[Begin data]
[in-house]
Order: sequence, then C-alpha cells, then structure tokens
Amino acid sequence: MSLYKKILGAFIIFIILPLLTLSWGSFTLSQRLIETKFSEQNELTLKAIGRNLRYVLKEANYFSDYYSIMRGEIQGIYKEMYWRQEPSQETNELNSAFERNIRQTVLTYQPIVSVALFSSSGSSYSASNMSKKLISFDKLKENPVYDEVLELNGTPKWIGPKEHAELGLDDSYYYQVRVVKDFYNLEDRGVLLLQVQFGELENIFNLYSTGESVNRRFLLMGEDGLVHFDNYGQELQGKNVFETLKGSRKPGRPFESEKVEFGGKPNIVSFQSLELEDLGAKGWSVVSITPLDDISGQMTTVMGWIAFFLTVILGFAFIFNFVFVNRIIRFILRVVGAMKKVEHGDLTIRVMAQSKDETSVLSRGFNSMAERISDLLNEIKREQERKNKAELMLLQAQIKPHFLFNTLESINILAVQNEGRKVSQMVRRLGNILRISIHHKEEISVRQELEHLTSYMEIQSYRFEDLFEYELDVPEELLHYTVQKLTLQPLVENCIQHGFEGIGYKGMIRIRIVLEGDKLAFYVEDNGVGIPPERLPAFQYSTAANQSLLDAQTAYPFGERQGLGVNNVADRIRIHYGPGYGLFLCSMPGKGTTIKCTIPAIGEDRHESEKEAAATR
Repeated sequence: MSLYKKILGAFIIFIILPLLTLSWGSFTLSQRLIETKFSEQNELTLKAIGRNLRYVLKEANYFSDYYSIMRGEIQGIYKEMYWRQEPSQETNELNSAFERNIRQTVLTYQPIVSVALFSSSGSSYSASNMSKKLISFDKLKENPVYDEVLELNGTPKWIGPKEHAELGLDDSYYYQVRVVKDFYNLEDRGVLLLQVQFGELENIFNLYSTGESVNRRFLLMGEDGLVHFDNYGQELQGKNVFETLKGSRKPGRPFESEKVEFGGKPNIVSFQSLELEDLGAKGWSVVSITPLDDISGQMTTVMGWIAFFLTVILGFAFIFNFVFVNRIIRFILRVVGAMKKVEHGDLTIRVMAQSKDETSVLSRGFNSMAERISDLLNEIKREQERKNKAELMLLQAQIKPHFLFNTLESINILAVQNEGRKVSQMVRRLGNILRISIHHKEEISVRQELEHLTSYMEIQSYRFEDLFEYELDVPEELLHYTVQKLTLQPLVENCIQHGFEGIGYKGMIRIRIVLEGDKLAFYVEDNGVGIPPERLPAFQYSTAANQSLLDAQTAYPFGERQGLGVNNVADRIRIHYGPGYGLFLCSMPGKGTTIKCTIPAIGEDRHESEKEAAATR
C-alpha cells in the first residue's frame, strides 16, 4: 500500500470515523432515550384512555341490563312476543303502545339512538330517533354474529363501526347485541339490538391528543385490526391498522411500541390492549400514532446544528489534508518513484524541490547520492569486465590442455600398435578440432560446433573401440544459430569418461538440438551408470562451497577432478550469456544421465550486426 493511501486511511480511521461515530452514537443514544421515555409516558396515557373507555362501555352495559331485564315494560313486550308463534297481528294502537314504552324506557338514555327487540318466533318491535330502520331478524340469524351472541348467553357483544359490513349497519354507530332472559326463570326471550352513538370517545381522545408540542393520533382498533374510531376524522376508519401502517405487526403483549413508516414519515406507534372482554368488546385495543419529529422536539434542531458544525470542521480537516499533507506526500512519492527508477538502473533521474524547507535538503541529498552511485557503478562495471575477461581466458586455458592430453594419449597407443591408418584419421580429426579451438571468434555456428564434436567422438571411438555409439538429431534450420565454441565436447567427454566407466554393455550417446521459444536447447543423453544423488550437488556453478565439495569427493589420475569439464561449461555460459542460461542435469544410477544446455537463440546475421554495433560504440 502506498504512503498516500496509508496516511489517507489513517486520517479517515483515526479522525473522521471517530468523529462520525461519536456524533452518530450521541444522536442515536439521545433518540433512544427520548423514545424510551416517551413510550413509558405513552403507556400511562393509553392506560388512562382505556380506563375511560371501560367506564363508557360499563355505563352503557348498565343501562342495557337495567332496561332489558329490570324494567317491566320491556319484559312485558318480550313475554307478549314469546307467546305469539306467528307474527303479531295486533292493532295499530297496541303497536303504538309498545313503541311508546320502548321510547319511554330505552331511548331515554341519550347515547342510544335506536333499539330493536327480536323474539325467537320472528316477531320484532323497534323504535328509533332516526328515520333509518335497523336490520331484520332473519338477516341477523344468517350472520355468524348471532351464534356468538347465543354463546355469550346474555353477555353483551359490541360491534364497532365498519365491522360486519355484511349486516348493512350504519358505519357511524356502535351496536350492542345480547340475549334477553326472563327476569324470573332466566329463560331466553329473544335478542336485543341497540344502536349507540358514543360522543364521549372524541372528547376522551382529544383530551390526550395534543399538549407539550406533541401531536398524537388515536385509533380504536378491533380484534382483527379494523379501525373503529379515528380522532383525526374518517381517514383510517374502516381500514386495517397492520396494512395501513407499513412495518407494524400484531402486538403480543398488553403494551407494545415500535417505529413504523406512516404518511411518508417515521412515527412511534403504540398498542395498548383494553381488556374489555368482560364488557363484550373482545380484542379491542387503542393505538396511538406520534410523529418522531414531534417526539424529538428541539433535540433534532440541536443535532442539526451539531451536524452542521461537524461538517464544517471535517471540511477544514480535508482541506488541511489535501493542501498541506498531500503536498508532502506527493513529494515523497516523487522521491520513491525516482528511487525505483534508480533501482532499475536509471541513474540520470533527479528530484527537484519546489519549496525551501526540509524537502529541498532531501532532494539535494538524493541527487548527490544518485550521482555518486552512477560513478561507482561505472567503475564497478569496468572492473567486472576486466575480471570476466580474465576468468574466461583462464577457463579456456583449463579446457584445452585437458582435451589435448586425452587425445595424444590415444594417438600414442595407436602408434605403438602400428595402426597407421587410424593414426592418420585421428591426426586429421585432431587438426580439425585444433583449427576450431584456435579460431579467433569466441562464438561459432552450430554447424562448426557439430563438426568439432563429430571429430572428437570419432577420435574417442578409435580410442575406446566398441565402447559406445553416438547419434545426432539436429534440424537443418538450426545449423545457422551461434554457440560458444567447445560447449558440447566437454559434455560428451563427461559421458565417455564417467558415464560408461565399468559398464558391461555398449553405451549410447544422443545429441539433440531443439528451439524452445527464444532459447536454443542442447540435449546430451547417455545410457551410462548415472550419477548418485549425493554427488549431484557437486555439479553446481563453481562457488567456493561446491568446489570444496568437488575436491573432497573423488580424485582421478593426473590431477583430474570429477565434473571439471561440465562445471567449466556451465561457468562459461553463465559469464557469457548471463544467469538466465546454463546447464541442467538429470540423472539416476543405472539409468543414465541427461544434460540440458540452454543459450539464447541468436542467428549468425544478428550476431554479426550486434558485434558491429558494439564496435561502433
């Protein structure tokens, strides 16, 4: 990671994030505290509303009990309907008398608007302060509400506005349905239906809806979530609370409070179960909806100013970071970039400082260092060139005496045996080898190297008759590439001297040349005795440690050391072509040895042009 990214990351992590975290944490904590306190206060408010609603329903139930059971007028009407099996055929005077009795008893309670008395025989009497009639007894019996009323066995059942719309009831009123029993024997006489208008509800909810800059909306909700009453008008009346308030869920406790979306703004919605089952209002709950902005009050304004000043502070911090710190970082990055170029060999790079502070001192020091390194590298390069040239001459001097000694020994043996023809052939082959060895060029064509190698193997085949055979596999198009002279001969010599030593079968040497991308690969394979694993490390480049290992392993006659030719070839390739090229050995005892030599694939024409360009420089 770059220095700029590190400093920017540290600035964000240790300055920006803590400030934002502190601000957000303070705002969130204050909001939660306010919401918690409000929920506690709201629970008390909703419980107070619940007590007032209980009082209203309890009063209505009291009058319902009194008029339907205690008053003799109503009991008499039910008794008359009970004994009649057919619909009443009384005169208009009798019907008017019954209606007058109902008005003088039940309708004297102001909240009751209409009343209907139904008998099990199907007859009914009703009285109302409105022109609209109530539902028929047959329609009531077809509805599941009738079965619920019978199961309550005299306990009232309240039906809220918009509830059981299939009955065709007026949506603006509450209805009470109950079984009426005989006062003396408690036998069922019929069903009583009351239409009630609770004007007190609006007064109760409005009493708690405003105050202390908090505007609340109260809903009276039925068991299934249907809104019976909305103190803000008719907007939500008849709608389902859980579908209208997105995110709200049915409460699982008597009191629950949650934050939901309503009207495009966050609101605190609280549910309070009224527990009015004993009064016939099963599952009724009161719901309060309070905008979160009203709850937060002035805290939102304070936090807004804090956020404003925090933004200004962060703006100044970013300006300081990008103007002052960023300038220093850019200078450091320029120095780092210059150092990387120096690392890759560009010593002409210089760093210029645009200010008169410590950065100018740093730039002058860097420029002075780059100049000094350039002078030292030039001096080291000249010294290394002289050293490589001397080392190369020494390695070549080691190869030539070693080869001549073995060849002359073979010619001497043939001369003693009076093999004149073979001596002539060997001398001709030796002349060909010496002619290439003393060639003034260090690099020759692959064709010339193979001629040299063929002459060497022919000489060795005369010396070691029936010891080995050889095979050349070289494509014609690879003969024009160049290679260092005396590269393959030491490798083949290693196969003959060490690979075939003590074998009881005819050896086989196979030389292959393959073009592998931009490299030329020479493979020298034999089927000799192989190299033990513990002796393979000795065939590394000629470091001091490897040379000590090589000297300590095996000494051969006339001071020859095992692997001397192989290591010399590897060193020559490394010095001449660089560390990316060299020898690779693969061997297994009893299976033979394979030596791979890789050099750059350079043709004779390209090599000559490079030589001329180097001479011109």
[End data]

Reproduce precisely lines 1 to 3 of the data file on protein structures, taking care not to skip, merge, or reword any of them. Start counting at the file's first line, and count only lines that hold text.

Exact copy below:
[in-house]
Order: sequence, then C-alpha cells, then structure tokens
Amino acid sequence: MSLYKKILGAFIIFIILPLLTLSWGSFTLSQRLIETKFSEQNELTLKAIGRNLRYVLKEANYFSDYYSIMRGEIQGIYKEMYWRQEPSQETNELNSAFERNIRQTVLTYQPIVSVALFSSSGSSYSASNMSKKLISFDKLKENPVYDEVLELNGTPKWIGPKEHAELGLDDSYYYQVRVVKDFYNLEDRGVLLLQVQFGELENIFNLYSTGESVNRRFLLMGEDGLVHFDNYGQELQGKNVFETLKGSRKPGRPFESEKVEFGGKPNIVSFQSLELEDLGAKGWSVVSITPLDDISGQMTTVMGWIAFFLTVILGFAFIFNFVFVNRIIRFILRVVGAMKKVEHGDLTIRVMAQSKDETSVLSRGFNSMAERISDLLNEIKREQERKNKAELMLLQAQIKPHFLFNTLESINILAVQNEGRKVSQMVRRLGNILRISIHHKEEISVRQELEHLTSYMEIQSYRFEDLFEYELDVPEELLHYTVQKLTLQPLVENCIQHGFEGIGYKGMIRIRIVLEGDKLAFYVEDNGVGIPPERLPAFQYSTAANQSLLDAQTAYPFGERQGLGVNNVADRIRIHYGPGYGLFLCSMPGKGTTIKCTIPAIGEDRHESEKEAAATR